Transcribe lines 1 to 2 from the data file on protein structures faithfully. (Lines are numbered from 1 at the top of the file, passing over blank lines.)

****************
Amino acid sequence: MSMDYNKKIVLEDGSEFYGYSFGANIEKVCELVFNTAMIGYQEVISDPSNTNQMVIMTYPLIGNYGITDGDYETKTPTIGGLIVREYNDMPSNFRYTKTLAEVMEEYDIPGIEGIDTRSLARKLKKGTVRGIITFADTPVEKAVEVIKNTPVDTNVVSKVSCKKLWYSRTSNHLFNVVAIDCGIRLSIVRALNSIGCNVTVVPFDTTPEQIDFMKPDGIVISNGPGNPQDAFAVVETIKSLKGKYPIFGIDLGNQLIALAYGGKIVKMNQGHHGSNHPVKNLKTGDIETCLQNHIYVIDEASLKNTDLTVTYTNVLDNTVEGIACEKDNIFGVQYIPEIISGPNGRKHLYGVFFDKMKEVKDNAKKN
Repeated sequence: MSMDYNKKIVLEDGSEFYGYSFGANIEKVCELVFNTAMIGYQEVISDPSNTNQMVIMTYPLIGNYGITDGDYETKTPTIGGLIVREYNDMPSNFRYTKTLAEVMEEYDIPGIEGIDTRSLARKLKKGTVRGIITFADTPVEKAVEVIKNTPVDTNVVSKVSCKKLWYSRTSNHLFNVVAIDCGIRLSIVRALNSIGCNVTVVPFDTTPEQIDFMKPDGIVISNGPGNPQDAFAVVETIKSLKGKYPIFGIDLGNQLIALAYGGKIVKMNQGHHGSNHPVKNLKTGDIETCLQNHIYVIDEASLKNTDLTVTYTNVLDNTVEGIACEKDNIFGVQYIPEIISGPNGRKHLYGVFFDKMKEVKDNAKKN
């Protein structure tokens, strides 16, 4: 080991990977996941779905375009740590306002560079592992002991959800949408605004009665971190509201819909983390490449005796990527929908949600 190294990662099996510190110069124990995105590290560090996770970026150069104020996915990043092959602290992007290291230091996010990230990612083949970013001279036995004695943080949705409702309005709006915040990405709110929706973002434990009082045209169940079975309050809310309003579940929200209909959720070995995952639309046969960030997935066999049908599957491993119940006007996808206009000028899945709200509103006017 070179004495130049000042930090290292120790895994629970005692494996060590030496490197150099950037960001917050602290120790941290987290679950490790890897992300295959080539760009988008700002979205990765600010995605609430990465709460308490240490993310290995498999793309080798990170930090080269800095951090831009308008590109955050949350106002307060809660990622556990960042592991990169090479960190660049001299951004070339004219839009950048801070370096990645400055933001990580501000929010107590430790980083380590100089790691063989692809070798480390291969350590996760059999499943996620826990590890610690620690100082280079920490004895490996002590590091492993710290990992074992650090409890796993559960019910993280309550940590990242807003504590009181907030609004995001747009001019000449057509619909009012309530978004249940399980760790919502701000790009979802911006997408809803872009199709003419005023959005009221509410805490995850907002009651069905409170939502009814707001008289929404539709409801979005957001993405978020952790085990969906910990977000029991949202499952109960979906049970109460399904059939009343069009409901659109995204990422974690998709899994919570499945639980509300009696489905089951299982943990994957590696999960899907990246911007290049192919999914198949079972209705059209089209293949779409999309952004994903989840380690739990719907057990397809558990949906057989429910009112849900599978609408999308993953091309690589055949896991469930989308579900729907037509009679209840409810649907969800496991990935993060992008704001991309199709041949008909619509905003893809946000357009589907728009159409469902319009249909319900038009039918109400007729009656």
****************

Amino acid sequence: MSMDYNKKIVLEDGSEFYGYSFGANIEKVCELVFNTAMIGYQEVISDPSNTNQMVIMTYPLIGNYGITDGDYETKTPTIGGLIVREYNDMPSNFRYTKTLAEVMEEYDIPGIEGIDTRSLARKLKKGTVRGIITFADTPVEKAVEVIKNTPVDTNVVSKVSCKKLWYSRTSNHLFNVVAIDCGIRLSIVRALNSIGCNVTVVPFDTTPEQIDFMKPDGIVISNGPGNPQDAFAVVETIKSLKGKYPIFGIDLGNQLIALAYGGKIVKMNQGHHGSNHPVKNLKTGDIETCLQNHIYVIDEASLKNTDLTVTYTNVLDNTVEGIACEKDNIFGVQYIPEIISGPNGRKHLYGVFFDKMKEVKDNAKKN
Repeated sequence: MSMDYNKKIVLEDGSEFYGYSFGANIEKVCELVFNTAMIGYQEVISDPSNTNQMVIMTYPLIGNYGITDGDYETKTPTIGGLIVREYNDMPSNFRYTKTLAEVMEEYDIPGIEGIDTRSLARKLKKGTVRGIITFADTPVEKAVEVIKNTPVDTNVVSKVSCKKLWYSRTSNHLFNVVAIDCGIRLSIVRALNSIGCNVTVVPFDTTPEQIDFMKPDGIVISNGPGNPQDAFAVVETIKSLKGKYPIFGIDLGNQLIALAYGGKIVKMNQGHHGSNHPVKNLKTGDIETCLQNHIYVIDEASLKNTDLTVTYTNVLDNTVEGIACEKDNIFGVQYIPEIISGPNGRKHLYGVFFDKMKEVKDNAKKN